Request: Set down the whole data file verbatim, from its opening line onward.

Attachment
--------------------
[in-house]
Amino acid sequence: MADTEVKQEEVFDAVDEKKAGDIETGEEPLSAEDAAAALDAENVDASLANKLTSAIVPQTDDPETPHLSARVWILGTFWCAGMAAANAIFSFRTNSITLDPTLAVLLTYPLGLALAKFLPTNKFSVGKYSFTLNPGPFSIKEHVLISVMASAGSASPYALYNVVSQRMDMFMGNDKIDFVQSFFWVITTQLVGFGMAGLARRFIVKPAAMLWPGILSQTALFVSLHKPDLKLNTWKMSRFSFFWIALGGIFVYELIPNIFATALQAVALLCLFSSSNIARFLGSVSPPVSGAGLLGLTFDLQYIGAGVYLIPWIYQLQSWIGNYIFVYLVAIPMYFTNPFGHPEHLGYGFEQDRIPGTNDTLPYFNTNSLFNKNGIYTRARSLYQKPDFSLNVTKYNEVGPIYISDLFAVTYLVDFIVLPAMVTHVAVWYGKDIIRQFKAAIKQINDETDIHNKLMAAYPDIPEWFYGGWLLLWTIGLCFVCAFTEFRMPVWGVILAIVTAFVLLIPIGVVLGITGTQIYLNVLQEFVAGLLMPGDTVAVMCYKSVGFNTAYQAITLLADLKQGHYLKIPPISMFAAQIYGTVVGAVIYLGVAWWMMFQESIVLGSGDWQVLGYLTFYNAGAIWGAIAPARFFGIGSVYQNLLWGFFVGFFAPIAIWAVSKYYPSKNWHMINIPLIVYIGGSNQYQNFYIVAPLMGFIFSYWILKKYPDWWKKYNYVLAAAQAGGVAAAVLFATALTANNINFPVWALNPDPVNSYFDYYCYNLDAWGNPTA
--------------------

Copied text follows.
[in-house]
Amino acid sequence: MADTEVKQEEVFDAVDEKKAGDIETGEEPLSAEDAAAALDAENVDASLANKLTSAIVPQTDDPETPHLSARVWILGTFWCAGMAAANAIFSFRTNSITLDPTLAVLLTYPLGLALAKFLPTNKFSVGKYSFTLNPGPFSIKEHVLISVMASAGSASPYALYNVVSQRMDMFMGNDKIDFVQSFFWVITTQLVGFGMAGLARRFIVKPAAMLWPGILSQTALFVSLHKPDLKLNTWKMSRFSFFWIALGGIFVYELIPNIFATALQAVALLCLFSSSNIARFLGSVSPPVSGAGLLGLTFDLQYIGAGVYLIPWIYQLQSWIGNYIFVYLVAIPMYFTNPFGHPEHLGYGFEQDRIPGTNDTLPYFNTNSLFNKNGIYTRARSLYQKPDFSLNVTKYNEVGPIYISDLFAVTYLVDFIVLPAMVTHVAVWYGKDIIRQFKAAIKQINDETDIHNKLMAAYPDIPEWFYGGWLLLWTIGLCFVCAFTEFRMPVWGVILAIVTAFVLLIPIGVVLGITGTQIYLNVLQEFVAGLLMPGDTVAVMCYKSVGFNTAYQAITLLADLKQGHYLKIPPISMFAAQIYGTVVGAVIYLGVAWWMMFQESIVLGSGDWQVLGYLTFYNAGAIWGAIAPARFFGIGSVYQNLLWGFFVGFFAPIAIWAVSKYYPSKNWHMINIPLIVYIGGSNQYQNFYIVAPLMGFIFSYWILKKYPDWWKKYNYVLAAAQAGGVAAAVLFATALTANNINFPVWALNPDPVNSYFDYYCYNLDAWGNPTA